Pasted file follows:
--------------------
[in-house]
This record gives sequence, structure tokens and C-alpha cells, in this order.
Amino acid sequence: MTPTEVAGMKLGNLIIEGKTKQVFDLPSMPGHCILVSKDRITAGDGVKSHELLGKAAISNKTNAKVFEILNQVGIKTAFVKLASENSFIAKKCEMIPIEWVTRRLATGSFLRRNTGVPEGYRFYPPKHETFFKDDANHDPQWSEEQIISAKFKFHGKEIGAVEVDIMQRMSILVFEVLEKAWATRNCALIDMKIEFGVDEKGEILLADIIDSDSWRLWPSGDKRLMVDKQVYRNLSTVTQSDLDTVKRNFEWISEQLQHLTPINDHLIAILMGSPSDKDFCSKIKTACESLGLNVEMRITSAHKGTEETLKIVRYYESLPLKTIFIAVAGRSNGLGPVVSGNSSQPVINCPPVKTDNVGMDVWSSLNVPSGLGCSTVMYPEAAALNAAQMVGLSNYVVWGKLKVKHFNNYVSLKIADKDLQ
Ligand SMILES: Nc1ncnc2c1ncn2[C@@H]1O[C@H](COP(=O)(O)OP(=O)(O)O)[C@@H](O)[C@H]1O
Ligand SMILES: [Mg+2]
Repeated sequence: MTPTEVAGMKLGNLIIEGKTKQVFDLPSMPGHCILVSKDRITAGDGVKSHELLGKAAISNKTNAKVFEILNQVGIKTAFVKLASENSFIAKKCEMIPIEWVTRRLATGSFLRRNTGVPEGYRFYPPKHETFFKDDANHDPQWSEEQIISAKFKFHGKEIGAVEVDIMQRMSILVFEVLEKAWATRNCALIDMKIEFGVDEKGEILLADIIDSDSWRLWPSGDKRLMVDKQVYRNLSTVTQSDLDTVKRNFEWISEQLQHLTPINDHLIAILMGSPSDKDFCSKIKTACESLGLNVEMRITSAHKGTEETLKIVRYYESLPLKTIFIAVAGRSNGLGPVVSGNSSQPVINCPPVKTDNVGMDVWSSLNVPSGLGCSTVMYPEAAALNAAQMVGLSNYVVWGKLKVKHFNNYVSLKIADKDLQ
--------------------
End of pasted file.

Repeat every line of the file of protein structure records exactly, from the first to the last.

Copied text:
[in-house]
This record gives sequence, structure tokens and C-alpha cells, in this order.
Amino acid sequence: MTPTEVAGMKLGNLIIEGKTKQVFDLPSMPGHCILVSKDRITAGDGVKSHELLGKAAISNKTNAKVFEILNQVGIKTAFVKLASENSFIAKKCEMIPIEWVTRRLATGSFLRRNTGVPEGYRFYPPKHETFFKDDANHDPQWSEEQIISAKFKFHGKEIGAVEVDIMQRMSILVFEVLEKAWATRNCALIDMKIEFGVDEKGEILLADIIDSDSWRLWPSGDKRLMVDKQVYRNLSTVTQSDLDTVKRNFEWISEQLQHLTPINDHLIAILMGSPSDKDFCSKIKTACESLGLNVEMRITSAHKGTEETLKIVRYYESLPLKTIFIAVAGRSNGLGPVVSGNSSQPVINCPPVKTDNVGMDVWSSLNVPSGLGCSTVMYPEAAALNAAQMVGLSNYVVWGKLKVKHFNNYVSLKIADKDLQ
Ligand SMILES: Nc1ncnc2c1ncn2[C@@H]1O[C@H](COP(=O)(O)OP(=O)(O)O)[C@@H](O)[C@H]1O
Ligand SMILES: [Mg+2]
Repeated sequence: MTPTEVAGMKLGNLIIEGKTKQVFDLPSMPGHCILVSKDRITAGDGVKSHELLGKAAISNKTNAKVFEILNQVGIKTAFVKLASENSFIAKKCEMIPIEWVTRRLATGSFLRRNTGVPEGYRFYPPKHETFFKDDANHDPQWSEEQIISAKFKFHGKEIGAVEVDIMQRMSILVFEVLEKAWATRNCALIDMKIEFGVDEKGEILLADIIDSDSWRLWPSGDKRLMVDKQVYRNLSTVTQSDLDTVKRNFEWISEQLQHLTPINDHLIAILMGSPSDKDFCSKIKTACESLGLNVEMRITSAHKGTEETLKIVRYYESLPLKTIFIAVAGRSNGLGPVVSGNSSQPVINCPPVKTDNVGMDVWSSLNVPSGLGCSTVMYPEAAALNAAQMVGLSNYVVWGKLKVKHFNNYVSLKIADKDLQ